Tom Watson named as IHPRC 2013 keynote speaker

Posted on 29. Jan, 2013 by in Conference, News, Uncategorized

Professor Tom Watson is to be the keynote speaker for the International History of Public Relations Conference (IHPRC) in 2013. He established the conference in 2009 and will be reviewing the trends and future directions of public relations history when making his address on Monday, June 24.

“We have come a long way in just four years in terms of the rapidly increasing volume of public relations history research and articles,” he said. “Some 250 abstracts from around the world have been submitted to IHPRC for peer review, with half being invited to presentation. So it is timely to consider the past, present and future historiography of public relations. I will be arguing for a more critical, questioning approach.”

Prof Watson says PR history is now taking off as a field of research and needs more investment from industry and research bodies. “These are exciting times with the potential to reshape a century of interpretation of public relations,” he said.

Professor Watson’s research and writing on PR history has been published in Public Relations Review and he has presented papers and lectures on PR history at conferences and universities in Australia, England, Germany, Thailand and USA. Before joining Bournemouth University in 2007, he was Head of the School of Communication at Charles Sturt University in Australia.

Prof Tom Watson

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4 Responses to “Tom Watson named as IHPRC 2013 keynote speaker”

  1. Richard Bailey 29 January 2013 at 7:51 pm #

    Does the DJ play favourite hits? I’d love once again to hear your analysis of how PR became commercial and went off track in the second half of the twentieth century.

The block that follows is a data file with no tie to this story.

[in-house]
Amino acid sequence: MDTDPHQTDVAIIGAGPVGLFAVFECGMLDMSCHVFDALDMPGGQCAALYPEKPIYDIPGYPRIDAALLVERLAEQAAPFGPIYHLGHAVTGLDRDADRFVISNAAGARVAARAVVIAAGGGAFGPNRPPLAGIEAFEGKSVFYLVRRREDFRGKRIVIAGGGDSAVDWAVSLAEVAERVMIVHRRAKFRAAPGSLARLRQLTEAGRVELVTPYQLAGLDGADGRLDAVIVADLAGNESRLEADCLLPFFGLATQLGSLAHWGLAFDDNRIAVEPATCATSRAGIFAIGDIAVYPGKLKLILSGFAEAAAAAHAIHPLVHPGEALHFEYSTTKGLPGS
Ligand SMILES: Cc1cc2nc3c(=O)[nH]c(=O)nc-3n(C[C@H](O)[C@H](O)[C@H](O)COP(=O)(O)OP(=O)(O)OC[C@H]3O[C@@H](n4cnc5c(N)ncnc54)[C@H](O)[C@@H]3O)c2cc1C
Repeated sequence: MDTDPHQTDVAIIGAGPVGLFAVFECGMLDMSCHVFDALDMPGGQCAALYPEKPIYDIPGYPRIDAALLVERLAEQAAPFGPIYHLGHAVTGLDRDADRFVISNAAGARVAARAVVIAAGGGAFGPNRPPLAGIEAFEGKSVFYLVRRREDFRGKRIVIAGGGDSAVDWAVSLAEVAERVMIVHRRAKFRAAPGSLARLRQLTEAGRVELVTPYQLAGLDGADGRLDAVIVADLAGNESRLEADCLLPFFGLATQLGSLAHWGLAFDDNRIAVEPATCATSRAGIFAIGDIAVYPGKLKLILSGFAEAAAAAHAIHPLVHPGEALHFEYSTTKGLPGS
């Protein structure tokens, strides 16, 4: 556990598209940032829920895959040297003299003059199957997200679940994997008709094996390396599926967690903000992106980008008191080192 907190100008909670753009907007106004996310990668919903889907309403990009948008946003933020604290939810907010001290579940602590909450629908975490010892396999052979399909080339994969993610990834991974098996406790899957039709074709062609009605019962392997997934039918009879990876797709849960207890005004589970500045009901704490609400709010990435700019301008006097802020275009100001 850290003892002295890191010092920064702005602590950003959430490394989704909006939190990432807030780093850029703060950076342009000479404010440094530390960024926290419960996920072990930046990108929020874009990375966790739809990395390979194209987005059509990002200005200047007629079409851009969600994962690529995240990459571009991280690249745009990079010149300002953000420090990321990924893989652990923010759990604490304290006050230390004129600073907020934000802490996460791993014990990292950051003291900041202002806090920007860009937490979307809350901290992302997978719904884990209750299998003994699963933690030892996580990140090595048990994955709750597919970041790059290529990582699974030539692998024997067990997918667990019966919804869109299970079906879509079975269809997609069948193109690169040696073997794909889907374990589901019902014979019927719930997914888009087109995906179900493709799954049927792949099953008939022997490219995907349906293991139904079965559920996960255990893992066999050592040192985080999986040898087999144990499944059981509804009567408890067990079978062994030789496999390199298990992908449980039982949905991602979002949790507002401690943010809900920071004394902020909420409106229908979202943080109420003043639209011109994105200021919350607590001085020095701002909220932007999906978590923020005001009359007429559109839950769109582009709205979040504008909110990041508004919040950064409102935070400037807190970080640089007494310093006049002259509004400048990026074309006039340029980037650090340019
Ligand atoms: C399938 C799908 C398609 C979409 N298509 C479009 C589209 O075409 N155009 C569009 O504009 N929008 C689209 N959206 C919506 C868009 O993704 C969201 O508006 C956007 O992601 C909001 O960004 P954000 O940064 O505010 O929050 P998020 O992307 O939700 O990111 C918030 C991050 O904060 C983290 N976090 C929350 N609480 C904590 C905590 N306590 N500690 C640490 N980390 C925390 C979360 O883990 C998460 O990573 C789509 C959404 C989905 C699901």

I think it’s a powerful critique, but no one else seems to have batted an eyelid when you tried it on us last year.

    • twatson 29 January 2013 at 8:26 pm #

      Thanks Richard: Not sure whether PR folks want to hear that message but a new tune will be played in 2013, as the “it’s gone off-track” one was performed in 2011 and 2012. The new one will be based on an analysis of PR history articles and abstracts since 2008 in journals and IHPRC. I have already trialled it and will add depth for June’s keynote. Thanks for your support and see you later in the year. TOM

    • Heather Yaxley 31 January 2013 at 12:08 pm #

      Richard – Scott Anthony touched on a similar idea when talking about his book: Stephen Tallents and the Birth of a Progressive Media Profession at Bournemouth last week. He in part seemed to relate the move ‘off track’ to the rapid expansion of PR after WW2 and the influx of ex-military men into the field as consultants. Haven’t finished the book yet to know if that emerges as a strong theme there, though.

      • twatson 31 January 2013 at 12:42 pm #

        In the UK, Jacquie L’Etang’s history also points to the impact of ex-military people coming into PR but her main case is that it was the desire for recognition of PR and communications in government that drove the formation of IPR and efforts to promote and develop PR best practice and education. The union NALGO was behind this and many of those who set up IPR (later CIPR) were career civil servants and governmental employees; that is, they were not primarily ex servicemen. In the US, the fuel for PR’s growth came from the explosion of consumer spending, post war and into the 1950s, which boosted development of publicity into consumer PR. It’s an interesting debate that is only just starting but there will be a substantial revision of familiar tropes soon.

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